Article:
Complex Vascular Anomalies Program (CVAP)

Patients with complex vascular anomalies have conditions of the veins, arteries, and the lymphatic system that cause overgrowth, malformations, and tumors (usually not cancerous). These conditions, which can range in severity, can cause pronounced visible deformities, block critical body functions such as swallowing or breathing, or cause severe pain during otherwise normal daily activities.

The Complex Vascular Anomalies Program (CVAP) includes state-of-the-art genomics and personalized research strategies to determine the causes of these conditions and identify targeted, potentially curative therapies.

A history of innovative care 

Children’s Hospital of Philadelphia (CHOP) has been treating patients with vascular anomalies for more than 25 years. Plastic surgeons have developed expertise in management of vascular anomalies in collaboration with specially trained pediatric interventional radiologists, who treat these conditions with advanced, minimally invasive procedures using imaging tools.

An emerging need

As our understanding of vascular anomalies has increased, our treatment approach has evolved. It has become increasingly clear that patients with more complex forms of vascular anomalies benefit from the collaboration of various specialists. Depending on the severity of their condition, CVAP patients may see specialists from:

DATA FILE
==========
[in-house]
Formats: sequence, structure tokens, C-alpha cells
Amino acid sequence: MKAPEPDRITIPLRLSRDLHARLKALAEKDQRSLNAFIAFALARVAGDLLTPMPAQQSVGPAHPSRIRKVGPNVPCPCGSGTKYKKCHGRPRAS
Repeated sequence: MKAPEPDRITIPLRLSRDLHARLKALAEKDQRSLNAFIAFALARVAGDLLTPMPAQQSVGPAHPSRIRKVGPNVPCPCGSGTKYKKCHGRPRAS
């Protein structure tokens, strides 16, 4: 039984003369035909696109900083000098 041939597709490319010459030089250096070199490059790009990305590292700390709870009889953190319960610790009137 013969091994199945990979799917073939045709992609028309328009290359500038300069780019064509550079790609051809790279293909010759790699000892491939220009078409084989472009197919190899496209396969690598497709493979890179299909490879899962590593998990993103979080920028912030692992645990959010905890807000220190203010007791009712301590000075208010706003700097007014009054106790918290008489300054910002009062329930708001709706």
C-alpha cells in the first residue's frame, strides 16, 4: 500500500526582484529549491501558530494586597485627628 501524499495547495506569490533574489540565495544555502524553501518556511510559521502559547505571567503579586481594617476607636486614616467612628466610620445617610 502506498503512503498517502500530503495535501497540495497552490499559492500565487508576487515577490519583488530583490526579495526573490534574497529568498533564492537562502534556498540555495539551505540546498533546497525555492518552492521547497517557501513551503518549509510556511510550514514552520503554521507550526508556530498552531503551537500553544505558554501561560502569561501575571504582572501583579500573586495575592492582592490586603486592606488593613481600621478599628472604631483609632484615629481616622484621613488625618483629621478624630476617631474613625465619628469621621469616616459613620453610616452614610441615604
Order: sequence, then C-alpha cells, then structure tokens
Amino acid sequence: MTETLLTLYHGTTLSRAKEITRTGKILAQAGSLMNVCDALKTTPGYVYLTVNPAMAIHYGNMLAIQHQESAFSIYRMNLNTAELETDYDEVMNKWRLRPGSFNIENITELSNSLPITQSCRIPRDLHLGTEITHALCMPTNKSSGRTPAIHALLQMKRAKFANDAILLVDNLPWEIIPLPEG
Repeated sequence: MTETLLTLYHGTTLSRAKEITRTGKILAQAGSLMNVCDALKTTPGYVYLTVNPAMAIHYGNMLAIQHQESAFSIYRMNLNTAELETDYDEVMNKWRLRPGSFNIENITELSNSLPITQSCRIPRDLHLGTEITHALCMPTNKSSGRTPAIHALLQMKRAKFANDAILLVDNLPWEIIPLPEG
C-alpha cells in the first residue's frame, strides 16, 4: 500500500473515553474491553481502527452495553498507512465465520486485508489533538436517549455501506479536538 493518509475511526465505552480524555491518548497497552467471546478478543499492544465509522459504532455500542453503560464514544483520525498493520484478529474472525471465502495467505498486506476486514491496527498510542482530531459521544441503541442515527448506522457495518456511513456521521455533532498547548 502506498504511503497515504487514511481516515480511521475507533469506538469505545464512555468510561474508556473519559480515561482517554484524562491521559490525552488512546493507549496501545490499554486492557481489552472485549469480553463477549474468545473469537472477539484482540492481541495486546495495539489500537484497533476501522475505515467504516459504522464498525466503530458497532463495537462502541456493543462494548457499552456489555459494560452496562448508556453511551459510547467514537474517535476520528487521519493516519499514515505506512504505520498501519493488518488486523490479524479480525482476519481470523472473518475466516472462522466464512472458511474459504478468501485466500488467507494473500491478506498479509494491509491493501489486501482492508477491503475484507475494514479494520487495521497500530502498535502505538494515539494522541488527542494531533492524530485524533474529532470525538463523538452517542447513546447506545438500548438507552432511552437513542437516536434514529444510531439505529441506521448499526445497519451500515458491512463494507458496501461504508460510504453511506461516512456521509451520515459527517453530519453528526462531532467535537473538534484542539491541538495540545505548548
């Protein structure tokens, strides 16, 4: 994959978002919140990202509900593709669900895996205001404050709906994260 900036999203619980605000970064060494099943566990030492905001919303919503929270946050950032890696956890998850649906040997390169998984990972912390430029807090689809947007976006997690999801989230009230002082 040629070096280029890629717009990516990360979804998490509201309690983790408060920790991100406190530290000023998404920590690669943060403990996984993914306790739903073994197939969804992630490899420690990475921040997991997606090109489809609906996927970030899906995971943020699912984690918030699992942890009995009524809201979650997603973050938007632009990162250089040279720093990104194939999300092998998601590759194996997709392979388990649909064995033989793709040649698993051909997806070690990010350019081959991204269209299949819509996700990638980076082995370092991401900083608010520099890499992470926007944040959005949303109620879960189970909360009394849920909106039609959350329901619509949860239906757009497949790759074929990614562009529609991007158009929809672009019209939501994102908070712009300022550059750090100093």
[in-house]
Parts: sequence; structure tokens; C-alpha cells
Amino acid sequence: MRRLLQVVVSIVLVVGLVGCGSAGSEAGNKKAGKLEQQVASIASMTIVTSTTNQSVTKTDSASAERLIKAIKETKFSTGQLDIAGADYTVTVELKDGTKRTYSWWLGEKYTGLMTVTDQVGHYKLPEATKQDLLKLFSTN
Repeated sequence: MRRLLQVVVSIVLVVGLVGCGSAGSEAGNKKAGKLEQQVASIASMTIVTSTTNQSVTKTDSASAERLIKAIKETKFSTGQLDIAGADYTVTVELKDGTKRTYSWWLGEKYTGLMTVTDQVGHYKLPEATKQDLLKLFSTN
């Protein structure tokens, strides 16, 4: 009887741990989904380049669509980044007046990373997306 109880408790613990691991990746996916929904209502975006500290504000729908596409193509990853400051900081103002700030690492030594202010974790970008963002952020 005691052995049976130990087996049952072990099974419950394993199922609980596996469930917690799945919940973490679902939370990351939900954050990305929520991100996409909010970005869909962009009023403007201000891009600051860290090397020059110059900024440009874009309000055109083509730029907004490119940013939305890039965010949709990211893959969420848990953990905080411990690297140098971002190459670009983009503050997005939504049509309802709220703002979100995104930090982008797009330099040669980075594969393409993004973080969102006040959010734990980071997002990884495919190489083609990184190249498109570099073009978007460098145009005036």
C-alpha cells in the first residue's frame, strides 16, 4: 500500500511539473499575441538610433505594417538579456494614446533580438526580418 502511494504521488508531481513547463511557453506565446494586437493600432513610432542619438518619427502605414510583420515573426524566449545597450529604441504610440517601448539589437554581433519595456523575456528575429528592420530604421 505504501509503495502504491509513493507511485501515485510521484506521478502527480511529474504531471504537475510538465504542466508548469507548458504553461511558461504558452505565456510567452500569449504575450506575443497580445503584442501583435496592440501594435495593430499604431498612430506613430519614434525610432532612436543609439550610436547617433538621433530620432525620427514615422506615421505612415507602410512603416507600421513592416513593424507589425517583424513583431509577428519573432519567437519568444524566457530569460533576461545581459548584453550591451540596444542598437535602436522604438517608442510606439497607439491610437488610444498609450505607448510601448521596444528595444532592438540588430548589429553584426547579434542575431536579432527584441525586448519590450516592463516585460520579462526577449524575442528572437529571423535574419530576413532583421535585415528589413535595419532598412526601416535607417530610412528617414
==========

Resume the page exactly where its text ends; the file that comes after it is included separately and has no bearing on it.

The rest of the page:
• Oncology
  • Genetics
  • Dermatology
  • Lymphedema Therapy
  • Radiology
  • Pathology
  • Physical & Occupational Therapy 
  • Psychology
  • General Surgery
  • Fetal Surgery
  • Otolaryngology
  • Neurology
  • Ophthalmology
  • Hematology
  • Orthopaedics
  • Cardiology
  • Pulmonology
  • Social Work

As part of our multidisciplinary approach to care, our program also provides psychosocial and emotional support services to patients and their families.

Promising treatment

For children and adults whose condition includes lymphatic leaks and lymphatic flow disorders, we work closely with the Jill and Mark Fishman Center for Lymphatic Disorders. The Center has developed minimally invasive, state-of-the-art procedures to treat these conditions.

Recently, innovative research collaboration between the Center for Applied Genomics and the Jill and Mark Fishman Center for Lymphatic Disorders has resulted in a groundbreaking new therapy for patients with a severe lymphatic conduction disorder. This finding has propelled a significant expansion of CHOP’s expertise and our international reach in the care of those with complex vascular anomalies.

Research studies and clinical trials

The CVAP was designed and implemented in response to the need for a well-coordinated multi-disciplinary clinic and research program. This allows providers to collaborate more effectively in serving patients and their families.

The research component revolves around our findings that certain genetic mutations are the root cause of many vascular anomalies, some of which are responsive to advanced therapies that are not yet clinically indicated treatments for these conditions. Conducting clinical trials to help find promising treatments for patients with vascular anomalies will hopefully lead to U.S. Food and Drug Administration approval of these much-needed treatments. As a result, in the future countless more patients will benefit from this life-saving precision medicine approach pioneered at CHOP.